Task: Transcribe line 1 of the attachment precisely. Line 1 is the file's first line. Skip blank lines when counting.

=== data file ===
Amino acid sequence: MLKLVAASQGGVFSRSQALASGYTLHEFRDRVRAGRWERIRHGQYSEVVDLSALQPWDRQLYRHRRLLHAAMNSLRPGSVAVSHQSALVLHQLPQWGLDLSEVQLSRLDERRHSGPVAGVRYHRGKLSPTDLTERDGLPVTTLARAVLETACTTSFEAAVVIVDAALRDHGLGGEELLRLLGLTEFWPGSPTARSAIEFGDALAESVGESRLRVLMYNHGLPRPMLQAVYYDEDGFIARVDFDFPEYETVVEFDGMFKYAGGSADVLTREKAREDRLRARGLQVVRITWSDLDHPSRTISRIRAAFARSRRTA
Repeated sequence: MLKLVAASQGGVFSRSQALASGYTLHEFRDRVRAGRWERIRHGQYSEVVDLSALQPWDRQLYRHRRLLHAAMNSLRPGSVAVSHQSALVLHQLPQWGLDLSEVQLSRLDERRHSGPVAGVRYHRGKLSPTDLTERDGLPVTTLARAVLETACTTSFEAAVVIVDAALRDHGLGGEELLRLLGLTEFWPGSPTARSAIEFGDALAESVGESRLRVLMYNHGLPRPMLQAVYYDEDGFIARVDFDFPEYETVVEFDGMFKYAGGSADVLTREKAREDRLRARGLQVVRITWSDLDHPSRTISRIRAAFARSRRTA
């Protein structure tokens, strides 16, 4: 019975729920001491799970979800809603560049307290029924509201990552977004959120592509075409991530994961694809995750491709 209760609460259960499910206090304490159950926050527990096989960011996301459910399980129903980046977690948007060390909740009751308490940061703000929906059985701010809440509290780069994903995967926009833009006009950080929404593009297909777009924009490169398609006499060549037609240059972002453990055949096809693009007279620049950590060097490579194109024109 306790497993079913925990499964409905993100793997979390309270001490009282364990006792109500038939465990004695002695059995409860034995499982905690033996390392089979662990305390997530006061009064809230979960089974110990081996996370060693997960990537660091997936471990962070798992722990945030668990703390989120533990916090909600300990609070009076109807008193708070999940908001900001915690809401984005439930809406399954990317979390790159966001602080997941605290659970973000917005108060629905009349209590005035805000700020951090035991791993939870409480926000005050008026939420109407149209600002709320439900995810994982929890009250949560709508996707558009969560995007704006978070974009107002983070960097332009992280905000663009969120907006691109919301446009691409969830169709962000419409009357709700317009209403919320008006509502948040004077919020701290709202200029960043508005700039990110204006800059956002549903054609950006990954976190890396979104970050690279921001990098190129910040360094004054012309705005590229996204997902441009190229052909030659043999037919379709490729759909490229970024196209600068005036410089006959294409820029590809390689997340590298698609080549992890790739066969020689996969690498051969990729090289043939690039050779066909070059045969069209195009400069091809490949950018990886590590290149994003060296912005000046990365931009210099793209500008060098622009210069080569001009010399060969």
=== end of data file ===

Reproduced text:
Amino acid sequence: MLKLVAASQGGVFSRSQALASGYTLHEFRDRVRAGRWERIRHGQYSEVVDLSALQPWDRQLYRHRRLLHAAMNSLRPGSVAVSHQSALVLHQLPQWGLDLSEVQLSRLDERRHSGPVAGVRYHRGKLSPTDLTERDGLPVTTLARAVLETACTTSFEAAVVIVDAALRDHGLGGEELLRLLGLTEFWPGSPTARSAIEFGDALAESVGESRLRVLMYNHGLPRPMLQAVYYDEDGFIARVDFDFPEYETVVEFDGMFKYAGGSADVLTREKAREDRLRARGLQVVRITWSDLDHPSRTISRIRAAFARSRRTA